Fact sheet- Entertainment expenses table

  Entertainment Expenses Table 50% deductible 100% deductible
1. Friday night drinks for team members or clients in the office  
2. Friday night drinks for team members or clients in the pub.  
3. Hire of a launch to entertain clients.  
4. Restaurants providing food and drinks to team members at a social function in their restaurant.  
5. Sponsoring local sports teams and receiving tickets to their corporate box in return. 50% of the value of the tickets would be deducted from the total sponsorship.  
6. Sponsoring a sports team by providing a meal for the team at their grounds after each game.  
7. Staff Christmas party on or off the business premises.  
8. Taking a client out to dinner while you are out of town on business in New Zealand.  
9. Taking a client out to dinner.  
10. A weekend away for the team at holiday accommodation in New Zealand. Includes any food and drink provided.  
11. Dinner for Sales Rep while out of town selling and no client present.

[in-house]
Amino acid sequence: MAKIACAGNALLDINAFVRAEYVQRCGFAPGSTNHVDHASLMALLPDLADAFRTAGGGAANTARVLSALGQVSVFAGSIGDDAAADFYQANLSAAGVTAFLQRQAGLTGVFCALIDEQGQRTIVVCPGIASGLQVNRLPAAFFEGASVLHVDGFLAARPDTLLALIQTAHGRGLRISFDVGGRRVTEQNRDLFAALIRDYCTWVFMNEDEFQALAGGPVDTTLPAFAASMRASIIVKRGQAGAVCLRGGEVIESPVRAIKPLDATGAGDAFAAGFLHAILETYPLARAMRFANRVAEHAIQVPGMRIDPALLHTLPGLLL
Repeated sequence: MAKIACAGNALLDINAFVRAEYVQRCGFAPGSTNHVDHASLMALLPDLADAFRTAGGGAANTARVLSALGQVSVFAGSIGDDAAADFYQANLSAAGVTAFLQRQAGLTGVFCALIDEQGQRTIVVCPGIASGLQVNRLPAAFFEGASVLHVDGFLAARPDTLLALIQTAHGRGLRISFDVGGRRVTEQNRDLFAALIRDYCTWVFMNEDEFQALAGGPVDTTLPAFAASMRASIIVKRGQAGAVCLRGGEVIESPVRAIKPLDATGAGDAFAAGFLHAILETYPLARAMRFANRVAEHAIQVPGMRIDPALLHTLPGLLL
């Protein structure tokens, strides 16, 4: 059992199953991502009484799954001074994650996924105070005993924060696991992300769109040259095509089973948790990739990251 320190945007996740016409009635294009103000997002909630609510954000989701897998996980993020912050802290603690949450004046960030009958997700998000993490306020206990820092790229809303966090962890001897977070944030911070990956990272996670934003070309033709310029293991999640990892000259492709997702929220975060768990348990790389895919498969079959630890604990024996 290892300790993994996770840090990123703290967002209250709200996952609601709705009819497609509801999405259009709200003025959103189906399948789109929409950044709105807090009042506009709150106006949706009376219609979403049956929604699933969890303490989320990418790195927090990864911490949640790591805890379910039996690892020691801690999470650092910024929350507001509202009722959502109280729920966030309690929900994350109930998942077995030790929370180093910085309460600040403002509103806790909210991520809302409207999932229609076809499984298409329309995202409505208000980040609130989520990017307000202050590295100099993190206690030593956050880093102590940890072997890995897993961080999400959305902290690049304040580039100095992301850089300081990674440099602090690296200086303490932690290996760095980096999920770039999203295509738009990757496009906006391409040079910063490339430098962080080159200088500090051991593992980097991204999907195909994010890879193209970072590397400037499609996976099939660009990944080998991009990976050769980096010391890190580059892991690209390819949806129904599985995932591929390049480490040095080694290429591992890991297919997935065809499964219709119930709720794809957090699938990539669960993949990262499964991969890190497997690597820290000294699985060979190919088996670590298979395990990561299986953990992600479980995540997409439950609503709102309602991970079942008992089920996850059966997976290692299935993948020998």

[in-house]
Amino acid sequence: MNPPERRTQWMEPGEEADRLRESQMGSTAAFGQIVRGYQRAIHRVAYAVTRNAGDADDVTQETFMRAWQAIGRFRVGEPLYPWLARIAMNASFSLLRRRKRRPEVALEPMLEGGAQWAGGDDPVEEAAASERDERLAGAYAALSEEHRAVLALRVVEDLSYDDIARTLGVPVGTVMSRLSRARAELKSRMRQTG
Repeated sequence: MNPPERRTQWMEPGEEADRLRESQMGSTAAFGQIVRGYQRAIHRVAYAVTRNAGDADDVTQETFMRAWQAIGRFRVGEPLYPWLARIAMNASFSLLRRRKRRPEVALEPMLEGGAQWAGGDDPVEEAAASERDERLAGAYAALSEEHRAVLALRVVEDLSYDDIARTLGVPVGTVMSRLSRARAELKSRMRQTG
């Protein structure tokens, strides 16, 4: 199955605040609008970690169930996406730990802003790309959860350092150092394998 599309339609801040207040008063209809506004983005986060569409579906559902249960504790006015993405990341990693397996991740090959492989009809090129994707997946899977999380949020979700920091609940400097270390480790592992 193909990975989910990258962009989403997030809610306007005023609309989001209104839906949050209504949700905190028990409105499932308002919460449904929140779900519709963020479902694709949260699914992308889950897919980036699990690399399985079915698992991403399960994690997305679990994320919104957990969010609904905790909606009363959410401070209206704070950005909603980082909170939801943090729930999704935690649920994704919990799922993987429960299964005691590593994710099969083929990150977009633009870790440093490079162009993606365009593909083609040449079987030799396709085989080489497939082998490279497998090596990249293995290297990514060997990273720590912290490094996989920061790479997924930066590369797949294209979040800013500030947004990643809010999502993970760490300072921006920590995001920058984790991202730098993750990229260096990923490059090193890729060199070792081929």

12. Donating food to a Christmas party in a children’s hospital.  
13. Providing entertainment, including food and drink at your promotional stand for the local Christmas Festival open to the public.  
14. Employee’s salary package includes a taxable allowance for entertaining clients.  
15. Golf club subscription for business owner paid by the Company. *  
16. Gym membership for team member paid by employer. *  
17. Providing a meal for a journalist while reviewing your business for their column.  
18. Providing morning and afternoon tea for your team.  
19. Sandwiches provided at a lunchtime meeting of supervisors.  
20. Sponsoring a local sports team.  
21. Taking a client out to dinner while you are out of town on business outside New Zealand.  
22. Holding the team Christmas party in Fiji.  

* Note that expenses incurred in providing golf club subscriptions and gym memberships to employees are 100% deductible and not subject to the Entertainment Expense 50% limitation. However these expenses will be subject to Fringe Benefit Tax, therefore there will still effectively be a tax cost in providing this benefit.

Last reviewed: 20 February 2018